Lying is the fundamental sin. It facilitates all others: Adultery is hardly possible without a lie; gluttony would be downright embarrassing. And forget politics. While not technically a sin, politicking bends and batters the truth beyond public recognition, leaving good citizens to choose between the lies told them and those they want to believe. Four books recently released in paperback address the shady grays of governmental honesty.
Who can forget such White House whoppers as "I am not a crook," "No new taxes" or "I did not have sex with that woman"? And those aren't even the truly damaging ones, writes Eric Alterman in When Presidents Lie: A History of Official Deception and its Consequences (Penguin, $16). When Presidents Lie examines "four key presidential lies": Franklin Roosevelt on what the Yalta accords really meant, John F. Kennedy on how the Cuban missile crisis was averted, Lyndon B. Johnson and the second Gulf of Tonkin incident, and Ronald Reagan on U. S. involvement in Central America. "In each case," Alterman writes, "the president told a clear and unambiguous falsehood to the country and to Congress regarding a crucial question of war and peace." And in each case, he continues, "these lies returned to haunt their tellers (or . . . their successors), destroying the very policy that the lie had originally been told to support."
But the truth will out. And John S. Friedman, editor of the anthology The Secret Histories: Hidden Truths that Challenged the Past and Changed the World (Picador, $16), does his best to make it so. He has gathered documents and investigative reports "bringing into the open previously hidden knowledge or information, challenging established versions of events, and forcing a reevaluation of accepted beliefs." Among Friedman's selections: the Venona cables, American translations of Soviet cables that, if revealed, might have prevented the execution of the Rosenbergs; the Church Committee's report on the FBI's surveillance of Martin Luther King, Jr.; and Edward R. Murrow's CBS broadcast exposing the falsehoods of Senator Joseph R. McCarthy. Seymour M. Hersh's first reports from My Lai and Abu Ghraib are here, as is Philip Gourevitch's tracking of the fax that warned the United Nations of the imminent genocide in Rwanda. It is a rich -- and disheartening -- collection of deception and exposure.
And it's likely to make the disillusioned reader ready to swallow up every crackpot conjecture enumerated in The Rough Guide to Conspiracy Theories (Rough Guides, $14.99), by James McConnachie and Robin Tudge. "Once you've left behind the reassuringly two-dimensional dry land of believing what the government or the media or indeed anyone else tells you," write the authors, "you're in a new and infinitely more complex world." For the most part, McConnachie and Tudge don't buy the theories: They are more interested in presenting "the world according to conspiracists." And to that end, they include such gems as the "Nazi-Communist-CIA-malevolent government-industry conspiracy" behind fluoridating the water, the Trilateral Commission's creation of a nefarious New World Order and, of course, the British secret service's assassination of Princess Diana. After each entry, McConnachie and Tudge provide sources for the theories -- not for the actual conspiracies, of course -- so that curious readers can form their own opinions. The authors themselves recommend "complete disbelief."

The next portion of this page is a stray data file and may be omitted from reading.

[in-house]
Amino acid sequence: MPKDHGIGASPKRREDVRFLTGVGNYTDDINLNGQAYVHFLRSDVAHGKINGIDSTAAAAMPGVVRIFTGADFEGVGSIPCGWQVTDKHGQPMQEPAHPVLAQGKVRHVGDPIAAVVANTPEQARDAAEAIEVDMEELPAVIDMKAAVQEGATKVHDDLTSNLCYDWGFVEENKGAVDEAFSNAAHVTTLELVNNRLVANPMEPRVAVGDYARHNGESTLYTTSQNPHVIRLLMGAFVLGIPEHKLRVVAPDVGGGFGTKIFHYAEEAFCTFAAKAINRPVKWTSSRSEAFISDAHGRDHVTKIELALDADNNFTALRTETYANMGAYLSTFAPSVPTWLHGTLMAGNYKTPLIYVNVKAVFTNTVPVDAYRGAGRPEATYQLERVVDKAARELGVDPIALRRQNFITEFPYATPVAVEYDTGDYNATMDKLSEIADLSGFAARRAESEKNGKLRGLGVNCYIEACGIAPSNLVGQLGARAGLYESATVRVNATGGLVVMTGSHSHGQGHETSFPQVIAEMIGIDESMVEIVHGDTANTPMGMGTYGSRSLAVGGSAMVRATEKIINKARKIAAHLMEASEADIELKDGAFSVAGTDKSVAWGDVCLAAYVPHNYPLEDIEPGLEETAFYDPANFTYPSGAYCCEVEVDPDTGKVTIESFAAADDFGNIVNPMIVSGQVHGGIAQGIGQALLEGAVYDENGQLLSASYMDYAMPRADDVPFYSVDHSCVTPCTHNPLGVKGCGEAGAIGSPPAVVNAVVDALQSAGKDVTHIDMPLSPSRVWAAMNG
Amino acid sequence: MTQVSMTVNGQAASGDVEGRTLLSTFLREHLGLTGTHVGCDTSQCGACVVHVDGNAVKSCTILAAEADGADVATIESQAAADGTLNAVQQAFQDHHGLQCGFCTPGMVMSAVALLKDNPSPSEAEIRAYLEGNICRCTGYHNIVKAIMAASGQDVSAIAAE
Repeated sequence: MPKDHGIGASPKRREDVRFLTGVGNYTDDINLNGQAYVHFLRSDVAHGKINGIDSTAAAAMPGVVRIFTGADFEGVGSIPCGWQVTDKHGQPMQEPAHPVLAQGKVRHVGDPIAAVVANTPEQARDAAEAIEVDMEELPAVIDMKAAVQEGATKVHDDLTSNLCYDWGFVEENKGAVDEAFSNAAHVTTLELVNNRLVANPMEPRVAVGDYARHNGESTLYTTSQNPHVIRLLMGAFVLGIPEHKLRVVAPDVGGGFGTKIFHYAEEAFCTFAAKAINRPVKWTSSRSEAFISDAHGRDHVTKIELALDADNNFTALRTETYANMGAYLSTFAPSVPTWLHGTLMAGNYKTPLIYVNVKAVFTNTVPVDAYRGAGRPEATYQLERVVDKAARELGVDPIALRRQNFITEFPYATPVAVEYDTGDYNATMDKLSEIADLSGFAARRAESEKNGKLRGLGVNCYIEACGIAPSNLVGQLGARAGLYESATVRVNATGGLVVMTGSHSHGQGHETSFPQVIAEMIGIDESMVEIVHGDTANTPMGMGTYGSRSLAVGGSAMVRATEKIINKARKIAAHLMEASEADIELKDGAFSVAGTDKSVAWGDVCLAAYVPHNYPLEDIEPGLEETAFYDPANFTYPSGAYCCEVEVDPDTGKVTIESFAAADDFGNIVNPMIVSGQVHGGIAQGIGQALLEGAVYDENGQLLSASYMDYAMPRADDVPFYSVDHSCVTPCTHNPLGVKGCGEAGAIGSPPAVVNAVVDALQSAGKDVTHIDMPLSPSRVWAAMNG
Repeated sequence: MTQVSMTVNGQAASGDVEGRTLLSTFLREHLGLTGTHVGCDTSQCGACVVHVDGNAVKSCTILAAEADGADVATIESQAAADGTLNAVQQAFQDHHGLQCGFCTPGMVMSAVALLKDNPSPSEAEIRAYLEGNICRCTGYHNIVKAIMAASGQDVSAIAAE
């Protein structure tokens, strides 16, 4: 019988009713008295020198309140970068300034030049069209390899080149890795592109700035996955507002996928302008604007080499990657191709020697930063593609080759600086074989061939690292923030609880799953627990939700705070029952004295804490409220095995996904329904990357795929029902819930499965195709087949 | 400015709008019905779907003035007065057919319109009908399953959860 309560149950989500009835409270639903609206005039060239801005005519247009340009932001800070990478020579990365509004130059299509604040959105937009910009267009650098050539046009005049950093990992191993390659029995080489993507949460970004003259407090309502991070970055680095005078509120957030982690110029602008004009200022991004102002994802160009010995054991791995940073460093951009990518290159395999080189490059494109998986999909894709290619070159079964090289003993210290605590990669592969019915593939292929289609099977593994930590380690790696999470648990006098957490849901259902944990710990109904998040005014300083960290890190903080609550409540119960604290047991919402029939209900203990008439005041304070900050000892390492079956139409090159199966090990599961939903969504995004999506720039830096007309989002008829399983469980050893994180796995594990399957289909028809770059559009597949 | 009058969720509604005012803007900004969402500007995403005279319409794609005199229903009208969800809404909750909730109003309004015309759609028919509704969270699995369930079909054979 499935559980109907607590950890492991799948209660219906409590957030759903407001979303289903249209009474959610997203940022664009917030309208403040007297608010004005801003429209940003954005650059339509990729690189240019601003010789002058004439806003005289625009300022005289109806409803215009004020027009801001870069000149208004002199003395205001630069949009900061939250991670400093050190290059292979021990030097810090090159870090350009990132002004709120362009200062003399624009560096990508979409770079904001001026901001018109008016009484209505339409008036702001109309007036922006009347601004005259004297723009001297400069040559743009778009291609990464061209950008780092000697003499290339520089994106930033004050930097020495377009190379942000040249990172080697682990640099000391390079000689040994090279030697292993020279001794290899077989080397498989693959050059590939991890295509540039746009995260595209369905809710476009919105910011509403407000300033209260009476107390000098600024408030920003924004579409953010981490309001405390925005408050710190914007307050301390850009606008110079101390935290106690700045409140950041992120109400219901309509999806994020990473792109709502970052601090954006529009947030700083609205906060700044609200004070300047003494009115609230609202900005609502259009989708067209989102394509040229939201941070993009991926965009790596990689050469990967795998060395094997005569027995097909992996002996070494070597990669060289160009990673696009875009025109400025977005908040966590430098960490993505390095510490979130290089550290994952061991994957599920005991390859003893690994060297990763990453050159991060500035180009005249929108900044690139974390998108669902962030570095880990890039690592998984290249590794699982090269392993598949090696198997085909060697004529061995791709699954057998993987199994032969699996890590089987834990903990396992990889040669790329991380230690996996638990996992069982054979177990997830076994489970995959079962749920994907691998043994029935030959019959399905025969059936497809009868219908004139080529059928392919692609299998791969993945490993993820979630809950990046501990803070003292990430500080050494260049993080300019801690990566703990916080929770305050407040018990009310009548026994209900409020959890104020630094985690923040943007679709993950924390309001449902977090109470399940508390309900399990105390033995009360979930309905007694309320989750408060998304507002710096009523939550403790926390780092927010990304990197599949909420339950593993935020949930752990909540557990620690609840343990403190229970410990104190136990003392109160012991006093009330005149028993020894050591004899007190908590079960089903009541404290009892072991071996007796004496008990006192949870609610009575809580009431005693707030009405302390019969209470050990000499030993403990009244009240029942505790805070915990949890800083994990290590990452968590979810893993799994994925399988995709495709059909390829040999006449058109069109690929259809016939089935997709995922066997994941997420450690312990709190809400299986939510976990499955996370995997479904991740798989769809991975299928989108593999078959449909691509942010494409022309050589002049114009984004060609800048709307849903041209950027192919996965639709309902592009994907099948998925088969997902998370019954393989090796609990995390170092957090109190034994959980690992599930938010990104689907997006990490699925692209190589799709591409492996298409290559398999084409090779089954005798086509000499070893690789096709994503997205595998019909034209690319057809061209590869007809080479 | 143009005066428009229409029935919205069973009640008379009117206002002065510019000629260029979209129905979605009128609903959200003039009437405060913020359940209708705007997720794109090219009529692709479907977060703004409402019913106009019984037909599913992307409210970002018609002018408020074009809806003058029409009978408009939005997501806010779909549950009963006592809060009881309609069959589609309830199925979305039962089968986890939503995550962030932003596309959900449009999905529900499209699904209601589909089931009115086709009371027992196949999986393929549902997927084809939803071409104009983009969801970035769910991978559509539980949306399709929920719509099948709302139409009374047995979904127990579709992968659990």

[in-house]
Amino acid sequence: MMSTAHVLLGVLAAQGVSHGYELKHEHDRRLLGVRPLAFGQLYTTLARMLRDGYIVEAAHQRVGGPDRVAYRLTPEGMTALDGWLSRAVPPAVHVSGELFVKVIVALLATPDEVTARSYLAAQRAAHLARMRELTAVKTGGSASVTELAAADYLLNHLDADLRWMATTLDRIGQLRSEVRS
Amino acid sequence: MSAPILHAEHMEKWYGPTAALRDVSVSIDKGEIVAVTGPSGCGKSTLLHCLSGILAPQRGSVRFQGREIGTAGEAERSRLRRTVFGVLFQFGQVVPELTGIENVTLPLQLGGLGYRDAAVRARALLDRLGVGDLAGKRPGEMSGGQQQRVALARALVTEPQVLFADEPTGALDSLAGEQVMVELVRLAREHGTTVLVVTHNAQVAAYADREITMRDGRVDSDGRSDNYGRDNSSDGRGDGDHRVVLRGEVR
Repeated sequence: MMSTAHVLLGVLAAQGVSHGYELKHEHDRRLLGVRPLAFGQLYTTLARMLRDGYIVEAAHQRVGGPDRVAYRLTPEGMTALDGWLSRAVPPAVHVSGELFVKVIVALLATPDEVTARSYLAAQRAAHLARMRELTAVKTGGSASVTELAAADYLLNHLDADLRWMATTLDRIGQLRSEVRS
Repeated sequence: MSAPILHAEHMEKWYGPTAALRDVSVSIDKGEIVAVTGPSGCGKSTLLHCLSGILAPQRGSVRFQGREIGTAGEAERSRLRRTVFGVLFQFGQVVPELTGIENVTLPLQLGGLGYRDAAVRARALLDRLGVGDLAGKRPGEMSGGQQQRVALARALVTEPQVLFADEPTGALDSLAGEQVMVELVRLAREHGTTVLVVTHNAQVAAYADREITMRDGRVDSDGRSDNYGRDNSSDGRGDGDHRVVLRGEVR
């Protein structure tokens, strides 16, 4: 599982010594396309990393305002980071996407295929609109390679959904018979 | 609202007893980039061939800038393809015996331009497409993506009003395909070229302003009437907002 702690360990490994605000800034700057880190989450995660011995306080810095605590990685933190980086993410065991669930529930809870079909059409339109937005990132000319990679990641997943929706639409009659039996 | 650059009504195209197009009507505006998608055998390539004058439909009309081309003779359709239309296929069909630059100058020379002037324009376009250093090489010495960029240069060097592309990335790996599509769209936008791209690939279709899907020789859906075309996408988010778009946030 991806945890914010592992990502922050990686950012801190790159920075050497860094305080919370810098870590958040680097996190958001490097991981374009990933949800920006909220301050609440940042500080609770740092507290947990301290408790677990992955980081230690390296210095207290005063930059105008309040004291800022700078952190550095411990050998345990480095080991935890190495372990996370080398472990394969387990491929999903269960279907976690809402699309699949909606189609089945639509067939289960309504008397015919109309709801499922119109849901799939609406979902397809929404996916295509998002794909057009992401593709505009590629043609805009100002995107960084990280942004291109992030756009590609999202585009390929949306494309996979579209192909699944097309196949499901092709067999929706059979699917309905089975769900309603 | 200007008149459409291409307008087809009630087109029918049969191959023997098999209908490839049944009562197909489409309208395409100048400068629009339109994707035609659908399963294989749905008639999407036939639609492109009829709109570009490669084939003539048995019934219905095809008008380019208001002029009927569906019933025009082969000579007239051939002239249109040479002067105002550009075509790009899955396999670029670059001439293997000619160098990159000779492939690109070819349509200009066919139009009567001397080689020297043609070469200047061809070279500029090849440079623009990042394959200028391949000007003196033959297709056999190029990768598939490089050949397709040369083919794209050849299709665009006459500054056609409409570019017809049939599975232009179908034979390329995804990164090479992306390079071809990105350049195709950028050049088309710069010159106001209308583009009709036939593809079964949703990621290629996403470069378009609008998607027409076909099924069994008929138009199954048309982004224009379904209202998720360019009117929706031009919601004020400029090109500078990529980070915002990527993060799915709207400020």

Perhaps the elusive truths about the war in Iraq account for this clutch of books on governmental prevarication. Certainly, none holds the current administration's honesty in particularly high regard. Philosopher Michael P. Lynch's True to Life: Why Truth Matters (MIT, $14.95) is no exception, although his concern with truth transcends politics. For him, the misrepresentations about weapons of mass destruction illustrate a larger problem in society's attitude toward truth, which he characterizes with a paraphrase from Nietzsche: "The truth may be good, but why not sometimes take untruth if it gets you where you want to go?" Lynch finds this attitude abhorrent: "I'll try to convince you that if you care about truth you better not care about dogma; . . . that you nonetheless don't have to believe in one true story of the world; . . . that being willing to stand up for what you believe is important for happiness; and that if you care about your rights, you better care about truth." In other words, the truth will set you free.
-- Rachel Hartigan Shea